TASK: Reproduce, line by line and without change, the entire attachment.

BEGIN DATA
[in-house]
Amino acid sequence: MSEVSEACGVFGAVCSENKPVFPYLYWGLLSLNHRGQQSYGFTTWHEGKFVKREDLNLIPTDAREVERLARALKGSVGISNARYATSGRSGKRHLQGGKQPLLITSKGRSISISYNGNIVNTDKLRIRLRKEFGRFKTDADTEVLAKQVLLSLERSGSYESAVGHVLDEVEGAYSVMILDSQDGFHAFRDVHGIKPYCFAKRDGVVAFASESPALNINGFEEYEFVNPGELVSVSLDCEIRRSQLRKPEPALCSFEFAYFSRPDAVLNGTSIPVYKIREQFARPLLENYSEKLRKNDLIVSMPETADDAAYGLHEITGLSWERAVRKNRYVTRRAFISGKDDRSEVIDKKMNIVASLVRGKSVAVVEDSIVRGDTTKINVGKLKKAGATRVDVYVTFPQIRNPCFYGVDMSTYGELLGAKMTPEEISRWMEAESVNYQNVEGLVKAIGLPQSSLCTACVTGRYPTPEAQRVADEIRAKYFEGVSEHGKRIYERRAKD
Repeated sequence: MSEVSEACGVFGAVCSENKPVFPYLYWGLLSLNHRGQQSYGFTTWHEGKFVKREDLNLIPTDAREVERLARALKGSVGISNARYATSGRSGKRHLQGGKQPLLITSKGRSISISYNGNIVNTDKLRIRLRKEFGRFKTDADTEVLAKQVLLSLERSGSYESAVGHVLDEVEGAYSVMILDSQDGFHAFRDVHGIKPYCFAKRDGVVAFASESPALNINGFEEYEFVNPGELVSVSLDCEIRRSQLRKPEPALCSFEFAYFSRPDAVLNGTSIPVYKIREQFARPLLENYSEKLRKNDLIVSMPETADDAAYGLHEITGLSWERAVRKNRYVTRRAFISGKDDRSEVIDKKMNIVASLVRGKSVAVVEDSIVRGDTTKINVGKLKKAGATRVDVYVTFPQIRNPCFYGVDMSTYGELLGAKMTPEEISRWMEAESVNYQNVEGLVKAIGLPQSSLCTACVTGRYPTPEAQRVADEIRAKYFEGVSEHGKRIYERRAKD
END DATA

[in-house]
Amino acid sequence: MSEVSEACGVFGAVCSENKPVFPYLYWGLLSLNHRGQQSYGFTTWHEGKFVKREDLNLIPTDAREVERLARALKGSVGISNARYATSGRSGKRHLQGGKQPLLITSKGRSISISYNGNIVNTDKLRIRLRKEFGRFKTDADTEVLAKQVLLSLERSGSYESAVGHVLDEVEGAYSVMILDSQDGFHAFRDVHGIKPYCFAKRDGVVAFASESPALNINGFEEYEFVNPGELVSVSLDCEIRRSQLRKPEPALCSFEFAYFSRPDAVLNGTSIPVYKIREQFARPLLENYSEKLRKNDLIVSMPETADDAAYGLHEITGLSWERAVRKNRYVTRRAFISGKDDRSEVIDKKMNIVASLVRGKSVAVVEDSIVRGDTTKINVGKLKKAGATRVDVYVTFPQIRNPCFYGVDMSTYGELLGAKMTPEEISRWMEAESVNYQNVEGLVKAIGLPQSSLCTACVTGRYPTPEAQRVADEIRAKYFEGVSEHGKRIYERRAKD
Repeated sequence: MSEVSEACGVFGAVCSENKPVFPYLYWGLLSLNHRGQQSYGFTTWHEGKFVKREDLNLIPTDAREVERLARALKGSVGISNARYATSGRSGKRHLQGGKQPLLITSKGRSISISYNGNIVNTDKLRIRLRKEFGRFKTDADTEVLAKQVLLSLERSGSYESAVGHVLDEVEGAYSVMILDSQDGFHAFRDVHGIKPYCFAKRDGVVAFASESPALNINGFEEYEFVNPGELVSVSLDCEIRRSQLRKPEPALCSFEFAYFSRPDAVLNGTSIPVYKIREQFARPLLENYSEKLRKNDLIVSMPETADDAAYGLHEITGLSWERAVRKNRYVTRRAFISGKDDRSEVIDKKMNIVASLVRGKSVAVVEDSIVRGDTTKINVGKLKKAGATRVDVYVTFPQIRNPCFYGVDMSTYGELLGAKMTPEEISRWMEAESVNYQNVEGLVKAIGLPQSSLCTACVTGRYPTPEAQRVADEIRAKYFEGVSEHGKRIYERRAKD